The recent fires in California are certainly tragic, with loss of life and families losing everything, but there have also been automotive losses as well. Gary Cervany, lost his entire 30-car collection in Malibu, including the Norman Timbs Special, a one-of-a-kind prototype from the Forties. Chris and I were lucky enough to see it at Indianapolis three years ago in an exhibition of dream cars.
So-called Dream Cars have been used by automotive manufacturers for decades to gauge public reaction to design and engineering concepts and provide glimpses into the automotive future. Generally one-off builds, these concept cars often lived short lives, being recycled into other dream cars, and, all too often, consigned to the crusher. Some of the significant cars were retained by the manufacturers and a few managed to find their way into private hands, When a selection of these very special cars were gathered for an exhibition at the Indianapolis Museum of Art in 2015, I jumped at the chance to go.
At the entrance to the exhibit was the Firebird I XP-21 from 1953. With its jet fighter styling and gas turbine power plant the car was a star of the 1954 Motorama, GM’s traveling automotive showcase.
The afore-mentioned Norman Timbs Special, rather than being built by a manufacturer, came from one man’s vision of what a sports roadster could be. Norman Timbs, an automotive engineer who had worked at Tucker and also designed Indy roadsters, built this car in the later Forties. Powered by a Buick straight-eight, the swoopy two seater sported an aluminum body. After years of neglect, the car was purchased and restored by Gary Cervany and could often be seen on the roads around his mountain Malibu home. Unfortunately, this car, along with Cervany’s entire car and motorcycle collection was destroyed in the recent California wildfires.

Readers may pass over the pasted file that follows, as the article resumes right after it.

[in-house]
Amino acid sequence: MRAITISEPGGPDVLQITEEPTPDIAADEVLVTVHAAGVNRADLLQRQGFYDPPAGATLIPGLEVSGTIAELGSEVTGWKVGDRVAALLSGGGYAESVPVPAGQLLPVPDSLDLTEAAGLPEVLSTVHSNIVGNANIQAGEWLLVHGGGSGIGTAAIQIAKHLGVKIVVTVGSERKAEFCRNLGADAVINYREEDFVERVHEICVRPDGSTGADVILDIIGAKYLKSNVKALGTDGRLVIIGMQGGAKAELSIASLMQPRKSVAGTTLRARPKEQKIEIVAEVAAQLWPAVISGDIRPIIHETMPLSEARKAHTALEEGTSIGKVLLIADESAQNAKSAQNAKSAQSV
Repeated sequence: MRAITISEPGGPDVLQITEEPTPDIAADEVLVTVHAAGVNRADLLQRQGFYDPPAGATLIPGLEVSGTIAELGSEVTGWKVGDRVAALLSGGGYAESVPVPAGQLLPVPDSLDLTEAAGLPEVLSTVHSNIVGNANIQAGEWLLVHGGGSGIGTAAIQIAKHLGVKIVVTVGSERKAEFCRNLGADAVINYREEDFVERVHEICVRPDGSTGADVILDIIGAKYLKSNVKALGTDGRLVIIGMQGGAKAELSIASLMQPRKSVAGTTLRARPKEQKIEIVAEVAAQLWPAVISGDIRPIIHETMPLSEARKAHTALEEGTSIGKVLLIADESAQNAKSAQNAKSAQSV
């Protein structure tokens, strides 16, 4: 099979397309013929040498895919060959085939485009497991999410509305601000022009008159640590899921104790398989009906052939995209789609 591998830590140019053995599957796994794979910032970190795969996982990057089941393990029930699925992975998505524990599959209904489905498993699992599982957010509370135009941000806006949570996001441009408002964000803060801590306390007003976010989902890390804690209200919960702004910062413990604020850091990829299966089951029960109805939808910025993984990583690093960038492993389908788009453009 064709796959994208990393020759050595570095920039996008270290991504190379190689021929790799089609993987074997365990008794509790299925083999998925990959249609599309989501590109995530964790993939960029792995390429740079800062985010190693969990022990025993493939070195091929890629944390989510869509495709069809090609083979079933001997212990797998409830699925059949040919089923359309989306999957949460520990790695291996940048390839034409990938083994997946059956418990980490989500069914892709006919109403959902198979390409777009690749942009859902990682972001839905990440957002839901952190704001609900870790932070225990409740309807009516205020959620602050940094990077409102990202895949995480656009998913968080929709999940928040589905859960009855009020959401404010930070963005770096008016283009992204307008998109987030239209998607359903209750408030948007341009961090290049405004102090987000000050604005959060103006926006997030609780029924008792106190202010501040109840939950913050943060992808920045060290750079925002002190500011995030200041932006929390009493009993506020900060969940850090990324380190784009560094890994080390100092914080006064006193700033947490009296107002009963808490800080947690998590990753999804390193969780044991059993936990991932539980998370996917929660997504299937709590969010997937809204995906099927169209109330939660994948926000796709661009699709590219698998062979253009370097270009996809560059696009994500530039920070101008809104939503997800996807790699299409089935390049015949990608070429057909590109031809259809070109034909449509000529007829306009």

The Bugatti Type 57 Competition Coupe Aerolithe was designed by Jean Bugatti for the 1935 Paris Automobile Salon. Although the original no longer exists, this faithful 2007 recreation displays its unique magnesium body on a Type 57 chassis. Design elements of the stunning Aerolithe made their way into the later Type 57 Atlantic, including the riveted flanges of the body panels.
One of the most well-known of GM’s dream cars was the 1951 Buick Le Sabre. GM design chief Harley Earl’s “Experimental Laboratory On Wheels” was certainly a show stopper wherever it appeared. Styled after the Air Force’s F-86 Sabre Jet, the Le Sabre had a magnesium and aluminum body. Harley Earl used it as his personal car, putting 45,000 miles on it! It must have been some sight on the roads around Detroit in the early Fifties.
The 1934 Model 40 Speedster, designed by Ford’s Bob Gregorie at the behest of Edsel Ford, was built by the Ford aircraft devision, and used by Edsel Ford as his personal speedster.
The 1941 Chrysler Thunderbolt was billed as the “Car of the Future” and featured the first American car with a retractable hardtop.
The 1936 Stout Scarab was arguably the first minivan, seating seven and driven by a Ford V-8 in the rear. A handful reached production.
The 1956 Buick Centurion, designed by Chuck Jordan, had a fiberglass body and a glass bubbletop. The futuristic dash contained a rear view camera display instead of rear view mirrors.
Not to be outdone by other divisions, GM’s flagship, Cadillac, produced the 1959 Cadillac Cyclone XP-74. Begun during Harley Earl’s reign as GM Design chief, it was completed on Bill Mitchell’s watch. The “nose cones” on the front fenders contained proximity-sensing radar units over a half-century ago.
The 1955 Chrysler Ghia Streamline X “Gilda” was a joint effort between Chrysler’s Virgil Exner and Italian coachbuilder Ghia. Ghia’s technical director, Giovanni Savonuzzi refined the sleek shape in a wind tunnel.
Designeer/engineer Gordon Buehrig developed the design for the Tasco (The American Sports Car Company) in 1948. Its fighter plane cockpit and, first ever, T-tops were not enough to save it. Expected production never materialized and the single prototype was the only one ever built.
Could there be a more dramatic, low-slung (33 inches!!) concept than the 1970 Lancia Bertone Stratus HF Zero? Pushing the limits of practicality and requiring yoga-like training for entry, the Zero still looks futuristic nearly a half-century after construction.
The 2010 Porsche 918 Spyder Concept Car is one of the few times a dream car makes it into production, virtually unchanged, albeit as a hyper expensive hypercar.
And, finally, the exhibition displayed Pininfarina’s take on a three-seat, center-driving 1966 Ferrari 365P Berlinetta Special “Tre Posti”, predating the McLaren F1 by decades.